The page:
There are three primary roles in the game development pipeline: developers, publishers, and merchants. Today we will take a look at an overview of what each of these roles does in the pipeline from game conception to its ultimate sale to the consumer. In future articles, we will be discussing typical contract issues between these primary industry players in bringing a computer game or video game to market.
We start with the game developer. These are the people who actually think up and create computer and video games. A typical game development company consists of game designers and programmers and can include artists and writers on the creative side and physics and artificial intelligence simulators on the technical end. Typical business roles within a development company will often include a producer, who is responsible for managing the development process and keeping all of the various parts working in harmony.
Some of the implementation details in game development may be contracted out to third parties. This can include a broad range of services such as art, animation, and music. In such situations, the developer’s producer has the additional task of coordinating resources both inside and outside the company to come up with the final product.
Development companies can be either independent companies or subsidiaries of publishers. A typical independent development company will contract and work with a publisher. The publisher will pay the developer advances as the developer reaches target milestones in developing a game, and in addition, pay a royalty based on units sold once the game gets to market. Usually the advances help the developer meet cash flow needs while getting the game out the door, but do not usually include substantial profit. Instead, the developer will usually have to rely on the royalties for profit. However, the royalties are only paid to the developer after the publisher has recouped the development advances.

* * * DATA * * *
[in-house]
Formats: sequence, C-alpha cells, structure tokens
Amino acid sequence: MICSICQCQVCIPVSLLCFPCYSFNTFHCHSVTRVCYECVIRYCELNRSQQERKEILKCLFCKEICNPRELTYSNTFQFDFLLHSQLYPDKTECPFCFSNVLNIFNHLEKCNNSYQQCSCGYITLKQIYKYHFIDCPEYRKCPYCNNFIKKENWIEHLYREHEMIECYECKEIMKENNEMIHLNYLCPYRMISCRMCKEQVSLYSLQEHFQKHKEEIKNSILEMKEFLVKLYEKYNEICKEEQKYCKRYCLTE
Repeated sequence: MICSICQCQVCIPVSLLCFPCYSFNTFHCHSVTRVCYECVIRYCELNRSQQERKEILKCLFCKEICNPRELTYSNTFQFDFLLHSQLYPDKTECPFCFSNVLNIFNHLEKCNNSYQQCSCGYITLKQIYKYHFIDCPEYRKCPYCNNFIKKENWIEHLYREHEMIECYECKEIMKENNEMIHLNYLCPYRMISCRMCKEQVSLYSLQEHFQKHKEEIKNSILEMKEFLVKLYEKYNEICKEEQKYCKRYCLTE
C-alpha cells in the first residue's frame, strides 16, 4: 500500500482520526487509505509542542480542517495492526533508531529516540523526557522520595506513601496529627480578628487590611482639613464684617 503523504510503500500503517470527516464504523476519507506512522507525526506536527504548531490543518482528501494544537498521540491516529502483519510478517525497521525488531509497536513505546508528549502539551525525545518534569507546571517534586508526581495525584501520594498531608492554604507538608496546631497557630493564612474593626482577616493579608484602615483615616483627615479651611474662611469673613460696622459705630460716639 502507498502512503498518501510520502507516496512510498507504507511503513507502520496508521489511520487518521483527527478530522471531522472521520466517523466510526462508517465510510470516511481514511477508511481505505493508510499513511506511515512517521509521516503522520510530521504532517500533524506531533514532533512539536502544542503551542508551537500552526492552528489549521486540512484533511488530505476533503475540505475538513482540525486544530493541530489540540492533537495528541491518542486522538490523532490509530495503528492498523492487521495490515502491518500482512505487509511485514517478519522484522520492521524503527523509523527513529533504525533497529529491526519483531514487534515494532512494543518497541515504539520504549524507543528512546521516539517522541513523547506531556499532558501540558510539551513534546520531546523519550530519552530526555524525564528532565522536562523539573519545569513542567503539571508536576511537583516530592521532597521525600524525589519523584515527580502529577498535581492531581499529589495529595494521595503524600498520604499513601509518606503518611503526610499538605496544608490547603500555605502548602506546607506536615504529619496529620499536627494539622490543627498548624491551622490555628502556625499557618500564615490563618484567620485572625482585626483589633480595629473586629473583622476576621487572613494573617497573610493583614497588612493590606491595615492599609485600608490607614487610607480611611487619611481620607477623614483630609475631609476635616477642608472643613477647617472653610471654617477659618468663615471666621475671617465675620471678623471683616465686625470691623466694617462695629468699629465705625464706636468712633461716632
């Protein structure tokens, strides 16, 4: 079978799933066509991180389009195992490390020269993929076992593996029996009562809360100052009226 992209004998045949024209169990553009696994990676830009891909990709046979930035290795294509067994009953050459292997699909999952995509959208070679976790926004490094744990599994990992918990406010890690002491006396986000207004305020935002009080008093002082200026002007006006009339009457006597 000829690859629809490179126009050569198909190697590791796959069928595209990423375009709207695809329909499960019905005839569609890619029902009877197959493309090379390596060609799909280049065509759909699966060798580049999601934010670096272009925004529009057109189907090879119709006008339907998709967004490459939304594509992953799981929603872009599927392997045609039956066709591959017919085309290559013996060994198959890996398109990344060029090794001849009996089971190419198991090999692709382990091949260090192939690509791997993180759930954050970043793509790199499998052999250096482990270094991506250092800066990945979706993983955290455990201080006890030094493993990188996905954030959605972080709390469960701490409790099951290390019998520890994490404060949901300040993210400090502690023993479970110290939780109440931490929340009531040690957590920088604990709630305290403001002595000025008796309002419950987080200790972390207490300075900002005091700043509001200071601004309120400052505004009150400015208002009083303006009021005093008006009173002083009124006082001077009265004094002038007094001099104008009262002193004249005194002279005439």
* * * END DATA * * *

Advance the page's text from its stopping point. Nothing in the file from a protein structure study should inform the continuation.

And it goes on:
The leading trade organization for game developers is the International Game Developers Association (IGDA).
Publishers are at the center of the game pipeline. Publishers tie the game developer at the beginning to the merchant selling the finished product to the consumer at the end. Typically, a publisher will contract with an independent game developer to make the game and will contract with merchants to sell the game to consumers. In general, publishers exercise the most control over the game development pipeline.
On the development end, the publisher will manage the process, providing the funds for the developer to make the game and setting deadlines for its completion. The publisher typically provides most of the financing for the game development.
On the sales end, the publisher handles the marketing and promotion of the game. The publisher will also typically handle any licensing arrangements with platform owners, such as for game consoles or mobile devices. Publishers usually handle the physical manufacturing of the game and its packaging, and arrange for its shipment to distributors and retailers. A publisher will contract with merchants, both distributors and retail companies, to sell the games to consumers.